Cybercriminals are taking advantage of the vulnerabilities introduced by organizations forced to rapidly move employees to a virtual workforce model and the resulting greater reliance on the internet.
Google reports the number of active phishing websites has increased from 149,195 in January to 522,495 in March. That’s an increase of 350 percent since the beginning of the year!
Cybercriminals are nothing if not resourceful, and many are jumping on the bandwagon. Why bother going to the trouble of attacking a network when an employee or executive will open the door for you by simply clicking a link in an email that takes them to one of these 522,495 nefarious websites?
In fact, email has become the most popular way for cybercriminals to attack businesses and private individuals through a technique called phishing.
What is a Phishing Attack?
Phishing is an attack that uses email or a social media platform to trick the user into opening a link or an attachment. It can also be used to fool them into entering passwords or personal information on a fake website designed to look legitimate.
Avertium recently published an article giving examples of some COVID-19 phishing scams to watch for that feature bogus offers for vaccines, free tests and the like.
Phishing scams extend beyond the COVID-19 theme under the guise of various circumstances to prey on people distracted and stressed by the current situation.
For instance, you might get an email that appears to be from your bank, stating that your account has been compromised or suspended. The link might lead to a fake login screen, using the bank logo, where you enter your credentials and password. This instantly provides thieves access to your real bank account.
Phishing Attack Indicators
In most cases, just reading an email or message won’t hurt you. For a phishing attack to work, you must be tricked into performing an action. Therefore, it’s important to watch for the signs that a message is an attempt at phishing.
Here are the most common indicators:
- The email demands immediate action before something happens like closing your account or subjecting you to fines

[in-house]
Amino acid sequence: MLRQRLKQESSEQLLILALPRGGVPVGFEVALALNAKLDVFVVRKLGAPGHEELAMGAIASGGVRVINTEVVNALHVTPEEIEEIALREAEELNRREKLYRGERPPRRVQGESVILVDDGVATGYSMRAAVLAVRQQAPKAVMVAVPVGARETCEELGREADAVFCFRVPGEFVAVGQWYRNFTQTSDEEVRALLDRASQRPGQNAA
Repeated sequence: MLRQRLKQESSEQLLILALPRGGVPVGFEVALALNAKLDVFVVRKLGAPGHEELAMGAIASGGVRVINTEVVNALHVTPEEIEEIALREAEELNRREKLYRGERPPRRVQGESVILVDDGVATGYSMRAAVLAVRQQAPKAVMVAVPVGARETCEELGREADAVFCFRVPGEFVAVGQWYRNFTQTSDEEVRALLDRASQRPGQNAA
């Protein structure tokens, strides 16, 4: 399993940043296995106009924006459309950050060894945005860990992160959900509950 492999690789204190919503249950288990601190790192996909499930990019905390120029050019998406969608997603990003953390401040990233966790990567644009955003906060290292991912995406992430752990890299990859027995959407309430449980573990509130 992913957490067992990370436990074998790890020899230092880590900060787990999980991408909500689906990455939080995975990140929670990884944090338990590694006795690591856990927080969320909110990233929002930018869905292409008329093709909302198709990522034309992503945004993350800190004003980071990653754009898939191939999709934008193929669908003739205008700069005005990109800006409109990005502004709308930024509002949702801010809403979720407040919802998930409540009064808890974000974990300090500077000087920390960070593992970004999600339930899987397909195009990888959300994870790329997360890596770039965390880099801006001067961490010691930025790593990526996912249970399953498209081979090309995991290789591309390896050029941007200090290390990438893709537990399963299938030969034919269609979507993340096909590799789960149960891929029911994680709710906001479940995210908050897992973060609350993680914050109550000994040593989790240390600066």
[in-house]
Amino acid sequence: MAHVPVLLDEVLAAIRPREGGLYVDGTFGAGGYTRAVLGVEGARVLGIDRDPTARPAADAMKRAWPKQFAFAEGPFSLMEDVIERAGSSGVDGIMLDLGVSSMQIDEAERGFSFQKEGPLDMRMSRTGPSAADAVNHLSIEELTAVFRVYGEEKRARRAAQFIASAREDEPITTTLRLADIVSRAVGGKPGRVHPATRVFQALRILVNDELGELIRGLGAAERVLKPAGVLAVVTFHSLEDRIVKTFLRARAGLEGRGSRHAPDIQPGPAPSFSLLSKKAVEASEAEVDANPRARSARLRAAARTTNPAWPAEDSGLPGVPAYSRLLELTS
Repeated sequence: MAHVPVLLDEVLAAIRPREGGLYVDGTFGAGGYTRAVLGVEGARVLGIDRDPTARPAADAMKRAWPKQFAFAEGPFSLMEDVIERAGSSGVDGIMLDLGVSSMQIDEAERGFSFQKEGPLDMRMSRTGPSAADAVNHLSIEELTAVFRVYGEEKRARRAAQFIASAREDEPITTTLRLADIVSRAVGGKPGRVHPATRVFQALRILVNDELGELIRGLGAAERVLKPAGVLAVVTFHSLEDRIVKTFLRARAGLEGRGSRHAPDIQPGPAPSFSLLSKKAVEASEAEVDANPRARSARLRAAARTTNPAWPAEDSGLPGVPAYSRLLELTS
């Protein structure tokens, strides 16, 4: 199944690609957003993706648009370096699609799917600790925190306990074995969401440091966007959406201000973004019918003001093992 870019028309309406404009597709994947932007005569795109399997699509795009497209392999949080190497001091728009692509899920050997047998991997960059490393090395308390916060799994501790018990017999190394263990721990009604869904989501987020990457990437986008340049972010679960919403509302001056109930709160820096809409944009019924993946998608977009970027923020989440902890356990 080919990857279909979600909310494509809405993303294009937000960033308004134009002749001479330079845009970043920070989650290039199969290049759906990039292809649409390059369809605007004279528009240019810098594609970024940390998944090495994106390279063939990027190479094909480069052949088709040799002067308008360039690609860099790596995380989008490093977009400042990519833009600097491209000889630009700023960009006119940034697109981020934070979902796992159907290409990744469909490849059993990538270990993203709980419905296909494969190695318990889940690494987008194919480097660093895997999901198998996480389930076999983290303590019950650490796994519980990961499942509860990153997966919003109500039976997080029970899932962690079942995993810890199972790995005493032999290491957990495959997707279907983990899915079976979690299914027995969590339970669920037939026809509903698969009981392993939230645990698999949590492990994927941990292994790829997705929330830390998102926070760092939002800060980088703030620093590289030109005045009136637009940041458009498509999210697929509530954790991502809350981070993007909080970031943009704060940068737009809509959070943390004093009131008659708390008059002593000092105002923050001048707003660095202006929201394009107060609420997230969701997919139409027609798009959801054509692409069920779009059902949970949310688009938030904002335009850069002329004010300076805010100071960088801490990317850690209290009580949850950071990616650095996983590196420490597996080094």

- You receive an email that entices you to open an attachment such as a letter from the IRS threatening prosecution or details of unannounced layoffs at your company
- The email requests sensitive personal information such as passwords or account numbers
- The email is supposedly coming from an official organization but uses a personal email address such as @yahoo.com or @gmail.com
- The email contains spelling errors or bad grammar
- The link in the email appears to take you to another site not connected to the organization
- You receive a message from someone you know, but it does not sound like them and contains a strange link
Related reading: Remote Workforce Security: 4 Best Practices
What IT Can Do to Protect the Organization
Moving your workforce to a virtual office model is essential during the pandemic. It’s more important than ever to stay vigilant and watch for nefarious activity. To protect your employees and your organization from the increased phishing scams during COVID-19 and beyond, do the following:
- Train your employees to spot the warning signs, notify IT of any suspicious emails or messages and delete the correspondence.
- Guide employees to access information by going directly to a trusted website to find the data.
- Build a safe security culture so employees feel comfortable to notify IT immediately without fear of recourse if they do click on a link.
- Test your workforce regularly, analyze the results and educate employees accordingly.
Never be a soft target. Show those cybercriminals who’s boss by downloading our incident response (IR) ebook. Show No Weakness.